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National Geologic Map Database
Map showing publication footprint
  • Usage in publication:
    • McKenzie Hill limestone
  • Modifications:
    • Overview
  • Dominant lithology:
    • Limestone
  • AAPG geologic province:
    • South Oklahoma folded belt
Publication:

Bridge, Josiah, 1936, Position of Cambrian-Ordovician boundary in section of Arbuckle limestone exposed on Highway 77, Murray County, Oklahoma: American Association of Petroleum Geologists Bulletin, v. 20, no. 7, p. 980-984.


Summary:

Pg. 982-983. McKenzie Hill limestone of McKenzie group. C.E. Decker has recently subdivided Arbuckle limestone into several units, but the published digest of his paper (Tulsa Geol. Soc. Digest, 1933, p. 55-57) does not give much idea of boundaries of his subdivisions. The Honey Creek, Fort Sill, Royer, and Signal Mountain formations had previously been described by Ulrich. The names Chapman Ranch and McKenzie Hill (the former from Chapman's Ranch on Highway 77 and the latter from a small hill south of Signal Mountain, near Fort Sill, Oklahoma) have never been defined, although Ulrich has used them repeatedly in correspondence and manuscript. The following sequence and approximate position of these units (descending): (1) Undifferentiated Arbuckle limestone; (2) McKenzie Hill, boundary indefinite to (3) Chapman Ranch; (4) unnamed unit, boundary indefinite to (5) Signal Mountain; (6) Royer; (7) Fort Sill; and (8) Honey Creek, which rests on Reagan sandstone. In describing fossils from Missouri, Ulrich and I (Missouri Geol. Survey Bull., no. 24, 1930, p. 195) stated that some of species also occur in Ulrich's proposed Chapman Ranch formation, and also that the Chapman is in part = the Van Buren. This would restrict it to the 144 feet of beds in Decker's unit 184 and possibly some of unit 183. Ulrich has always used McKenzie Hill to denote limestones in Arbuckle and Wichita Mountains which carry Gasconade fauna, and in this section the name should be applied to Decker's units 181, 182, and possibly 183. The contact between the two has not been satisfactorily established in the section. Age is Early Ordovician. Present in Murray Co., central southern OK. See also under Arbuckle group, Decker, 1933.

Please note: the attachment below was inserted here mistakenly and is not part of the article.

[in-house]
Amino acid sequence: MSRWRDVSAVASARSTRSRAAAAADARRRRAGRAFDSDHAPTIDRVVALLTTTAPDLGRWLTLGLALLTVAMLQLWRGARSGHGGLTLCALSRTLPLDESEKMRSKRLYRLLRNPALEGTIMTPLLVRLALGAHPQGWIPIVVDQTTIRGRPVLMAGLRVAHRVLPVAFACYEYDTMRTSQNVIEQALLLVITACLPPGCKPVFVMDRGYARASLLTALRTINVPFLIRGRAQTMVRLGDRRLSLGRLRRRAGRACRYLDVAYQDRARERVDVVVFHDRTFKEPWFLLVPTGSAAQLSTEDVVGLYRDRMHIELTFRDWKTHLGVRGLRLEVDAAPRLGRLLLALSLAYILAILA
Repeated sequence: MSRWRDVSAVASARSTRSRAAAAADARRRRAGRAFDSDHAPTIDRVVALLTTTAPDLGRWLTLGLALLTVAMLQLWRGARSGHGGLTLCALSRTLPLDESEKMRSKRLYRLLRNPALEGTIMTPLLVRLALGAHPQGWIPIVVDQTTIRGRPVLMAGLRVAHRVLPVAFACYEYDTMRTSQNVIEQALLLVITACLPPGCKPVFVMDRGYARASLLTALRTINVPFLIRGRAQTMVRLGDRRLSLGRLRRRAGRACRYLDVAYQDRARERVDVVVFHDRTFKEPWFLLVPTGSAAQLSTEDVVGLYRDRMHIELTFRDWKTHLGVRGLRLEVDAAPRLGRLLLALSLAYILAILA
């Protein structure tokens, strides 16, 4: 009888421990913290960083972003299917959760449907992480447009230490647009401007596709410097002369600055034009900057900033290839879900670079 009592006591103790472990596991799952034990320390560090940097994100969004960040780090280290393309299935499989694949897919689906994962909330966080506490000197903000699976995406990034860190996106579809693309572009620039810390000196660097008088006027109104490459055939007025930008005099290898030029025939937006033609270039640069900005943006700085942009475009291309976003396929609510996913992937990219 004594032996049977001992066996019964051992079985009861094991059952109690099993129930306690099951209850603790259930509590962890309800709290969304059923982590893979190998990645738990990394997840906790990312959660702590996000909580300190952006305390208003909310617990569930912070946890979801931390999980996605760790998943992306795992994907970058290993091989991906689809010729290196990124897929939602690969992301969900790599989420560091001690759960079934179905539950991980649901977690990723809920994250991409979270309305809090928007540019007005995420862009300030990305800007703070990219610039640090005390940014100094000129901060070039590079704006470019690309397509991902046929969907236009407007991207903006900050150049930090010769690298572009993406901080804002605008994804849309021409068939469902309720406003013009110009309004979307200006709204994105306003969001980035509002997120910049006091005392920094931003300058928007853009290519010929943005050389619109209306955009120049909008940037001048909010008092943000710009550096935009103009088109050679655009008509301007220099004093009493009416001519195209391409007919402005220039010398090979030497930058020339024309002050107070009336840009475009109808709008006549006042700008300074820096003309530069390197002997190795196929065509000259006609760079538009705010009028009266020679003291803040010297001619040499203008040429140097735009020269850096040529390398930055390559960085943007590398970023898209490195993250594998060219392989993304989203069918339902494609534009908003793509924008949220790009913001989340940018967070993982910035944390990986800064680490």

Source: US geologic names lexicon (USGS Bull. 896, p. 1254).


Map showing publication footprint
  • Usage in publication:
    • McKenzie Hill formation*
  • Modifications:
    • Principal reference
  • AAPG geologic province:
    • South Oklahoma folded belt
Publication:

Decker, C.E., 1939, Two Lower Paleozoic groups, Arbuckle and Wichita Mountains, Oklahoma: Geological Society of America Bulletin, v. 50, no. 8, p. 1311-1322., See also Oklahoma Geol. Survey Circ., no. 22, 1939. Available online, http://www.ogs.ou.edu/pubsscanned/Circulars/circular22.pdf


Summary:

Pg. 16 (table 1), 23-24; 1939, GSA Bull., v. 50, no. 7, p. 1318-1319, table 1. McKenzie Hill Formation. Divided into two members: Chapman Ranch below and McMichel (new) above. Thickness 674 to 1,122 feet in Arbuckles; 223 to 1,019 feet in Wichitas. Overlies Butterly formation (new); underlies Strange formation (new); or where the Strange is absent, underlies Cool Creek formation. Type section and derivation of name given.
Type section: near top of McKenzie Hill on its westem slope. Named from McKenzie Hill, a limestone hill about 7 mi northwest of Lawton and 1 mi south of Signal Mountain, in secs. 8 and 9, T. 2 N., R. 12 W., Comanche Co., central southern OK.

Source: US geologic names lexicon (USGS Bull. 1200, p. 2304).


For more information, please contact Nancy Stamm, Geologic Names Committee Secretary.

Asterisk (*) indicates usage by the U.S. Geological Survey. Other usages by state geological surveys.

"No current usage" (†) implies that a name has been abandoned or has fallen into disuse. Former usage and, if known, replacement name given in parentheses ( ).

Slash (/) indicates name does not conform with nomenclatural guidelines (CSN, 1933; ACSN, 1961, 1970; NACSN, 1983, 2005). This may be explained within brackets ([ ]).